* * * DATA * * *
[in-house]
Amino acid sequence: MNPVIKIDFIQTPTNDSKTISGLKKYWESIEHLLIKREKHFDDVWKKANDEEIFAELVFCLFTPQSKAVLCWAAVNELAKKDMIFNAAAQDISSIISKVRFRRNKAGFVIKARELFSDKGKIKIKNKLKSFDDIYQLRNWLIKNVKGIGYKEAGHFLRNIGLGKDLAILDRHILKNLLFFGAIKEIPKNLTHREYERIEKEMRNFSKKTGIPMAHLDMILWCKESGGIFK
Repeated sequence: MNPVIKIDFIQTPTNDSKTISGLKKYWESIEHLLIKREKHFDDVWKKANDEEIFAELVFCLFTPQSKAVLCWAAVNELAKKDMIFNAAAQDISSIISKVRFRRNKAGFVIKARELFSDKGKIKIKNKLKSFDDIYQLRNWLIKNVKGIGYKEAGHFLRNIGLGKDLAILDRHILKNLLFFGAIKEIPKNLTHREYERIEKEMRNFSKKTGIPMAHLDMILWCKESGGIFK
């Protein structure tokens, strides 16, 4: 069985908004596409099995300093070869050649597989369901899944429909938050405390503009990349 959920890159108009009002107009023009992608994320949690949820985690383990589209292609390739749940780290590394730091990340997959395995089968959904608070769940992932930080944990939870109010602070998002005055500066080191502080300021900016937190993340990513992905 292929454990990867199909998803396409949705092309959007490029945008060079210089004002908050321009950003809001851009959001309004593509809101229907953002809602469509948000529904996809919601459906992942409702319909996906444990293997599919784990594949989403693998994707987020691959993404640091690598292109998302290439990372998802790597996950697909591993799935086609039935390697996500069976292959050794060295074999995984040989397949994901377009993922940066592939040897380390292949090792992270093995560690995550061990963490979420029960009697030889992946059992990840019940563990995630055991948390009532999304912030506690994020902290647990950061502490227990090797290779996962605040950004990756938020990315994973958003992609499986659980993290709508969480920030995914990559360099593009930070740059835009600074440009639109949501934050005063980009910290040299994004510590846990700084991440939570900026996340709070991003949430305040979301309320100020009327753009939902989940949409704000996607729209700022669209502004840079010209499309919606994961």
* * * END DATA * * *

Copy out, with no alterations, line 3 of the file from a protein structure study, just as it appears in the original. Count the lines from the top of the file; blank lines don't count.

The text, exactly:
Repeated sequence: MNPVIKIDFIQTPTNDSKTISGLKKYWESIEHLLIKREKHFDDVWKKANDEEIFAELVFCLFTPQSKAVLCWAAVNELAKKDMIFNAAAQDISSIISKVRFRRNKAGFVIKARELFSDKGKIKIKNKLKSFDDIYQLRNWLIKNVKGIGYKEAGHFLRNIGLGKDLAILDRHILKNLLFFGAIKEIPKNLTHREYERIEKEMRNFSKKTGIPMAHLDMILWCKESGGIFK